The KIT ─ Knowledge & Information Technology
Issue No. 66 - 15 February 2012
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In This Issue
Cloud too Expensive for Scientists
ACM Course Library
Rules of Engagement: 90-9-1 or...?
Seen Recently
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What the Cloud Isn't Good For

A report commissioned by the US Department of Energy examines issues with the potential use of commercial cloud services to replace existing high-performance computing (HPC) centers operated by national research laboratories. Among other issues traditionally seen in cloud computing for non-scientific purposes (migration, security, etc.), the cost of current cloud offerings would be much higher, by a factor of 3 to 7 in some cases, than that of existing, well-utilized supercomputing facilities operated by DOE.

The report is full of "on the one hand..., on the other hand..." statements that make the authors seem hard-pressed to prove their objectivity. Still, as the industry is still trying to make sense of what are the best and not-so-good use cases for the cloud, this study adds interesting findings to the discussion. 

ACM Course Library Update
The Association for Computing Machinery's online course library now contains 2500 titles. The complete catalog can be searched here. The six most popular courses are:
Rules of Engagement: 90-9-1 or...?

A rule of thumb about participation in online communities is known variously as "the 1% rule," the "90-9-1 principle," and sometimes as the "89:10:1" ratio. What it means is that only 1% of the members of a community are active participants; about 10% may participate or respond to other people's questions and comments, but don't initiate them; and the rest, about 90%, are "lurkers" who may or may not read what others say -- it's often hard to tell whether they do, and even harder to tell if it benefits them -- but never say anything.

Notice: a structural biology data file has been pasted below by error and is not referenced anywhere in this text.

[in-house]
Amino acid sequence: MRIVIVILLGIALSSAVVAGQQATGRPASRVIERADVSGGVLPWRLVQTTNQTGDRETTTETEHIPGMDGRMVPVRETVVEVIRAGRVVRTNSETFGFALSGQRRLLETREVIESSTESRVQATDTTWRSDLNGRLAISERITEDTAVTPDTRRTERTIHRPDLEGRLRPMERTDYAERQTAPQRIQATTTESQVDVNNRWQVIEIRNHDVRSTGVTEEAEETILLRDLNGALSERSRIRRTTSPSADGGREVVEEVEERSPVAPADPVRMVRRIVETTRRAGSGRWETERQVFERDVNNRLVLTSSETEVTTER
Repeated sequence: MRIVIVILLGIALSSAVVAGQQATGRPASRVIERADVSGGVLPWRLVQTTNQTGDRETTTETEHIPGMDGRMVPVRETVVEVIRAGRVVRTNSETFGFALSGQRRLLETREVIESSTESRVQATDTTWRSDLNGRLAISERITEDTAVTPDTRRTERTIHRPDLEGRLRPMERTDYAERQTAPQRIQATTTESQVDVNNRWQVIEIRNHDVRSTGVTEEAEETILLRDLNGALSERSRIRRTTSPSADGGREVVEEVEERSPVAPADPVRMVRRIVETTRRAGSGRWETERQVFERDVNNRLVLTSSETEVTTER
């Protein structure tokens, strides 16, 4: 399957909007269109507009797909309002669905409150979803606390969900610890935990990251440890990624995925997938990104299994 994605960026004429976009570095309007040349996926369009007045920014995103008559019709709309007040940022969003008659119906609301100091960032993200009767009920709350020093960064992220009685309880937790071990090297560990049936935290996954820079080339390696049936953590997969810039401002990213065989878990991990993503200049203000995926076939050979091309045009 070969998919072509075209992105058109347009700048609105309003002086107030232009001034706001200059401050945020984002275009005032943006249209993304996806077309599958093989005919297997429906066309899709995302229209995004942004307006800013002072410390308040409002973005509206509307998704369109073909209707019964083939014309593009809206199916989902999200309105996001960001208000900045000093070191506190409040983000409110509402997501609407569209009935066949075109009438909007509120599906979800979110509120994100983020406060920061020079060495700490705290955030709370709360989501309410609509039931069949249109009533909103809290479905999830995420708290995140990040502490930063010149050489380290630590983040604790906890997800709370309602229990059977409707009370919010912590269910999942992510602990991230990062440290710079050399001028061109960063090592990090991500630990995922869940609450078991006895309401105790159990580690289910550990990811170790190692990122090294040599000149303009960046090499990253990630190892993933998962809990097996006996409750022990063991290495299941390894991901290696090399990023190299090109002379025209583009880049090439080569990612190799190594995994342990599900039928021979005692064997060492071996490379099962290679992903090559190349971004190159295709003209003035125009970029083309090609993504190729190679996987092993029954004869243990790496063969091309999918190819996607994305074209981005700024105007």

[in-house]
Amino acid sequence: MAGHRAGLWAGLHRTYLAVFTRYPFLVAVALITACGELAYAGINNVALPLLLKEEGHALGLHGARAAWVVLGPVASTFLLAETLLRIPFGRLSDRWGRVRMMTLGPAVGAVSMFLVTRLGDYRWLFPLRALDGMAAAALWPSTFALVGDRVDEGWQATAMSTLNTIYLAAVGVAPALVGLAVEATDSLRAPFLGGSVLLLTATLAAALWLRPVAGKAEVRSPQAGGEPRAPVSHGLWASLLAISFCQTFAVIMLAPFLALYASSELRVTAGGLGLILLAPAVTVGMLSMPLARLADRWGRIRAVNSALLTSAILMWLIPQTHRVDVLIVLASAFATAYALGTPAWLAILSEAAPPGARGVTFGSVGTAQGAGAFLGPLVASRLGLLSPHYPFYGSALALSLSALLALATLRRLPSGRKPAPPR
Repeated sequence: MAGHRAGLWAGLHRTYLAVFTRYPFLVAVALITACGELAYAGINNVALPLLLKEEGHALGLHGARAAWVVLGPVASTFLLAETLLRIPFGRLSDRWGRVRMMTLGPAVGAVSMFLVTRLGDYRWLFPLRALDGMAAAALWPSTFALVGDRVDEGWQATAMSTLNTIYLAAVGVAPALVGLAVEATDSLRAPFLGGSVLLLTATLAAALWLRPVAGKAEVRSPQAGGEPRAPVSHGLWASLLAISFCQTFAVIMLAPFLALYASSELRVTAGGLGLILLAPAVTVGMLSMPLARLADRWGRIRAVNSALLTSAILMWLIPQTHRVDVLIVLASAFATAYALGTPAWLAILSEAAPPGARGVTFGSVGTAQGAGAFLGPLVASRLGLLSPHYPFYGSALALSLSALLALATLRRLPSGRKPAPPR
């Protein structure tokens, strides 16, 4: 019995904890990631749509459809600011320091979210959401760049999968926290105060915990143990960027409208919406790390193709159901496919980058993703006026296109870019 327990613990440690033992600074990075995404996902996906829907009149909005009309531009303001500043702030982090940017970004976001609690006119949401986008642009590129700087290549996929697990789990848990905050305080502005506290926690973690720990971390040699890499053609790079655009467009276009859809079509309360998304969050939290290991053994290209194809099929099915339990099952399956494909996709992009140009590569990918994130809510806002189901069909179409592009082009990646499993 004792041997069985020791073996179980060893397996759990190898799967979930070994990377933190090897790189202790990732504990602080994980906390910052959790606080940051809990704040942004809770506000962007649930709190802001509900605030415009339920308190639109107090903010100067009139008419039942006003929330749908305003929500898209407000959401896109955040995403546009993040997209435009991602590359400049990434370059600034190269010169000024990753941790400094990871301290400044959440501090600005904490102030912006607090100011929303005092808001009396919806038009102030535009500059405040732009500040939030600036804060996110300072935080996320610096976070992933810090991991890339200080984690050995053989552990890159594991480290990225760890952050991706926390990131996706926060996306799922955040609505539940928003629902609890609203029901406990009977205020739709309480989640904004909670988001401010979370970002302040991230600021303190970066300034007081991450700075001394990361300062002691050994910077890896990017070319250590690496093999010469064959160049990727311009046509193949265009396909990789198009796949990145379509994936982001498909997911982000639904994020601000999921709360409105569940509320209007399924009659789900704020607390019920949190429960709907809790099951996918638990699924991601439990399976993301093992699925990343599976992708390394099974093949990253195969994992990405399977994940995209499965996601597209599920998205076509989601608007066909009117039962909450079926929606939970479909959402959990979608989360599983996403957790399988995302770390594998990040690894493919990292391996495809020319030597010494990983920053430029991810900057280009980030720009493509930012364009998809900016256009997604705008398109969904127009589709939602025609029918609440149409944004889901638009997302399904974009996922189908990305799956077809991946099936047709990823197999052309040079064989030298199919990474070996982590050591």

In a recent discussion about the engagement of members in Yammer enterprise groups, someone wrote: "1/9/90 is a fallacy. If you could really measure, many social networks aside from Facebook are 1/9/30/60. 60% are dropouts." He went on to point out that the vendors of tools are not interested in helping customers measure the engagement of the members, because their software is often priced per seat, so they want to maintain the belief that every employee is a user.  

Doing One Thing Well?

A recent thread in the KIT concerned single enterprise collaboration platforms that combine many functions -- what we called the "Swiss Army Knife" approach. While IT managers prefer to get everything from one vendor in a (presumably) well integrated package, it is rare for any supplier, even one called Microsoft, to be equally good at many things. Thus, most customers end up with a core product and multiple add-ons, or completely separate products, to fill the gaps.


At the other end of the spectrum, some companies still try to do just one thing very well. For example, regroup is a group messaging tool used for emergency notification, school schedule distribution, club organization, etc. Its integration with social networks and other tools remains focused on improving this core functionality, not on making it a panacea for all forms of collaboration.

Seen Recently...

"Just last year I told the CIO that I was confident that SharePoint 2018 (Service Pack 1) would have everything in it that *I* need. Then I explained that my current plan is to retire in 2018. He got the point!"

-- An IT Architect for a U.S. auto maker,

in a discussion forum on collaboration